Changing the Way We Talk to Teens About Tragic Events

Conversations about tragic events are challenging. How parents respond impacts teens' future resilience.

The Blessings and Challenges of Having “A Protector’s Brain”

We must move young people beyond blaming themselves for having "an anger problem." Shifting their identity towards having "a protector's brain" is a start.
Ken Ginsburg

I Do Not Have an “Empty Nest,” My Children Are “In Flight”

Are you in mourning because your child is growing up? Are you wondering what life looks like after your teen leaves home? Let's celebrate both independence and interdependence.
Ken Ginsburg

The Upside of Adolescence

Teens are searching for clues on how they should behave to be "normal," and the worst thing we can do is poison their environment with low expectations.

Adolescence: Designed for Failure, Recovery, and Growth

If adolescence is not a time that offers rooms for colossal failures, when will young people learn how to navigate adversity? When will they gain the self-awareness of their limitations, and the workarounds to their challenges? How will they learn when to reach for help? How will they know how far they can push the boundaries to unleash their creativity? When will they

Don’t Just Tell Kids What Not to Do: Show Them What to Do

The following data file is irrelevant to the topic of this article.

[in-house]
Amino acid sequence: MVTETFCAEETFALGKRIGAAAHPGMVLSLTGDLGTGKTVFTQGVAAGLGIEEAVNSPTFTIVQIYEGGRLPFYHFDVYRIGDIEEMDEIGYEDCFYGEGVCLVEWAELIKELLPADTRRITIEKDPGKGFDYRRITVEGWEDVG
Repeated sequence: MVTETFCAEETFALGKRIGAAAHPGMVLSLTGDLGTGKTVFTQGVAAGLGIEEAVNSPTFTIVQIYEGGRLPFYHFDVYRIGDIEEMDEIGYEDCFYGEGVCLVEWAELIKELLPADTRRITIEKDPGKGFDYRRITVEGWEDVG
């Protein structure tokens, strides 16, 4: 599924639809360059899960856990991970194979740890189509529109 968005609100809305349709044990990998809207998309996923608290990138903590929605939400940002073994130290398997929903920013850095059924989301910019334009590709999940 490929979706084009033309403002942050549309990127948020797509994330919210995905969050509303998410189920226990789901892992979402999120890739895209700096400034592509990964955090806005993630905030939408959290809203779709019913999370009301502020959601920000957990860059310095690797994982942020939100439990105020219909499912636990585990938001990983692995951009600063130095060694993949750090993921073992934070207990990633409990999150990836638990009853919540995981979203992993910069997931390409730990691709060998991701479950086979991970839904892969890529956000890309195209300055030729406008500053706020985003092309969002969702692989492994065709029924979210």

Resilience requires a wide repertoire of skills to cope with stress. Here’s the bottom line—life is stressful, so we need to prepare our children to handle challenges effectively.

Listening: A Key to Successfully Guiding Adolescents

Who's the expert in your adolescent's life? It's not me or any other person claiming to have expertise in parenting or adolescent development. You know a lot more about your child than any of us do. But you know who knows more about your teen's inner life and environment than you do? He does.

Letting Go: The Greatest Challenge of Parenting Teens

Our challenge as parents is to understand that while holding on tight feels so good, letting go is a profound expression of love.

The Greatest Gift You Can Give Your Child

When you became a parent, you began living for someone else. Your drive to protect your child began to override your desire to meet your own needs. But if your goal is to build a resilient child, you must care for yourself with the same intensity with which you protect your child. Caring for yourself is not selfish—it is a selfless and strategic act of good parenting.

Giving Unconditional Love Even When It's Not Easy

Children (And Teens!) need parents who can give them unconditional love and unwavering support. If there is ever anything that gets in the way of your being able to do this, don’t hide in shame. Instead, take the steps to fall back in love with the child you've never stopped adoring.